This is an archived article that was published on sltrib.com in 2012, and information in the article may be outdated. It is provided only for personal research purposes and may not be reprinted.
A federal jury found that a camping equipment manufacturer was not responsible for the deaths of two people in 2009 who suffered carbon monoxide poisoning while using a propane heater in a tent while camping in Utah.
Steven Dowdy, 28, and Darian Thomlinson, 10, both of Colorado, died while attending a paintball event near Monte Cristo in northern Utah. They were with a group camping near Ant Flat Road in the Uinta-Wasatch-Cache National Forest and were found dead in their tent around 8 a.m. on June 21, 2009. Investigators said carbon monoxide from a propane radiant heater and a propane lantern used in the tent overnight caused the deaths.
Their families filed a civil lawsuit in U.S. District Court in March 2011 against the Coleman Company, which made the heater and lantern. It alleged the company's products were defective because they produced large quantities of carbon monoxide and it knew but failed to warn that they should not be used in enclosed areas like tents, campers and cabins.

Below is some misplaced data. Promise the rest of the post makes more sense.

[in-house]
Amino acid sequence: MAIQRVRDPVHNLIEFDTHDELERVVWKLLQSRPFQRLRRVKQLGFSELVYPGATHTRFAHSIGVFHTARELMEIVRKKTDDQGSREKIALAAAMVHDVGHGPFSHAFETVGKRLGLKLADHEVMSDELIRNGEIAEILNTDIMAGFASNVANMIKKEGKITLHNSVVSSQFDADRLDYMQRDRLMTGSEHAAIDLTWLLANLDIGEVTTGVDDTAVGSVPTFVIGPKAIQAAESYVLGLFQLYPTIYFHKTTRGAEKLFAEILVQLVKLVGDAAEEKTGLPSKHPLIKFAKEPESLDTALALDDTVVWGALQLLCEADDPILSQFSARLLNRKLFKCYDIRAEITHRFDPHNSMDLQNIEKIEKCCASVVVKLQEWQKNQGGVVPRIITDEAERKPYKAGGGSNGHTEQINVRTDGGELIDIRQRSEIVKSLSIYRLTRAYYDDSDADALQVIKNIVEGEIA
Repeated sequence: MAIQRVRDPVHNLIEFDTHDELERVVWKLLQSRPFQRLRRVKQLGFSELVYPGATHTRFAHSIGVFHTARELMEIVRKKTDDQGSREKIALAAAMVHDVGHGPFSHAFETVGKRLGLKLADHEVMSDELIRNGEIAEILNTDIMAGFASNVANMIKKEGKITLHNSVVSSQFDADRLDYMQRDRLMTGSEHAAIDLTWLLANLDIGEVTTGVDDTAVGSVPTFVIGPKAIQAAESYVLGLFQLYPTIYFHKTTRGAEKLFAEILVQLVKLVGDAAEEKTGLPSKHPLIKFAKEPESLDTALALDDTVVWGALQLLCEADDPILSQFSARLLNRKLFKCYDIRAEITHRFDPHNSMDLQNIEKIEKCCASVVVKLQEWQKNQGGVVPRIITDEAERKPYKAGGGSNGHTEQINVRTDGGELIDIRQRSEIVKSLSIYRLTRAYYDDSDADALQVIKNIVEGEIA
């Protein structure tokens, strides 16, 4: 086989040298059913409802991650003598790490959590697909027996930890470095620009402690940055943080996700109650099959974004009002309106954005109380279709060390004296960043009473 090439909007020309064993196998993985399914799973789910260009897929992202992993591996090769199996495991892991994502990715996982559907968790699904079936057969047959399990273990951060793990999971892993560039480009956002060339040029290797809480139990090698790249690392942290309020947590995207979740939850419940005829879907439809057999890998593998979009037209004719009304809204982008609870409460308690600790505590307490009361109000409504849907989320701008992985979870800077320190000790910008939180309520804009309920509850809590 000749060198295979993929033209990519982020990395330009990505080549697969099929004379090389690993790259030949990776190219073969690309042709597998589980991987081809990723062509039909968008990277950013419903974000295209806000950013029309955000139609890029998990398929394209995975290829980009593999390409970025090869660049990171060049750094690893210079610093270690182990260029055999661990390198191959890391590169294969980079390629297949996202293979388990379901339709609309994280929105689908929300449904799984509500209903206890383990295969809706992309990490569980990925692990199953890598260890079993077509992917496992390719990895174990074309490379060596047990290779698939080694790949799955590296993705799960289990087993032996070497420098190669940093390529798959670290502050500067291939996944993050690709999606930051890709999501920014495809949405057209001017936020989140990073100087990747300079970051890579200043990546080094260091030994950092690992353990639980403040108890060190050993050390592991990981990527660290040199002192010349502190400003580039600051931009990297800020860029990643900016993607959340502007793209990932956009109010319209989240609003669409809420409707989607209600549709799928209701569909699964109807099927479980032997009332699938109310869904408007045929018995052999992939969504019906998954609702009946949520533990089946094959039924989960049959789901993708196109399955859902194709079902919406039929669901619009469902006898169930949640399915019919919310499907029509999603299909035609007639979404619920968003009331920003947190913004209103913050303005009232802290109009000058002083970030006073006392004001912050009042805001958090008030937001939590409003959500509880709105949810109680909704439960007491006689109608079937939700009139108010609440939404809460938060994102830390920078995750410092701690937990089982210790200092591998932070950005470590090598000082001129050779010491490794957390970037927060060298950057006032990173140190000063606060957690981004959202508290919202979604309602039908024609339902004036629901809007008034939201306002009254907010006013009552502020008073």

Unlike competitors' products, the Coleman heater lacked a built-in safety shut-off device in the event emissions reached toxic levels, the complaint said. The lawsuit also claimed that Coleman had failed to provide warnings or recall the devices despite the defects.
After an eight-day trial this month, the jury found in favor of the company after deliberating for more than seven hours. It said the heater was not defectively designed or unreasonably dangerous, though the company's warning about its use was inadequate and it was negligent in not providing consumers with a post-sale warning about its use in closed spaces.
Despite that, the jury found the inadequate warning and failure of the company to provide additional use instructions was not to blame for the two campers' deaths.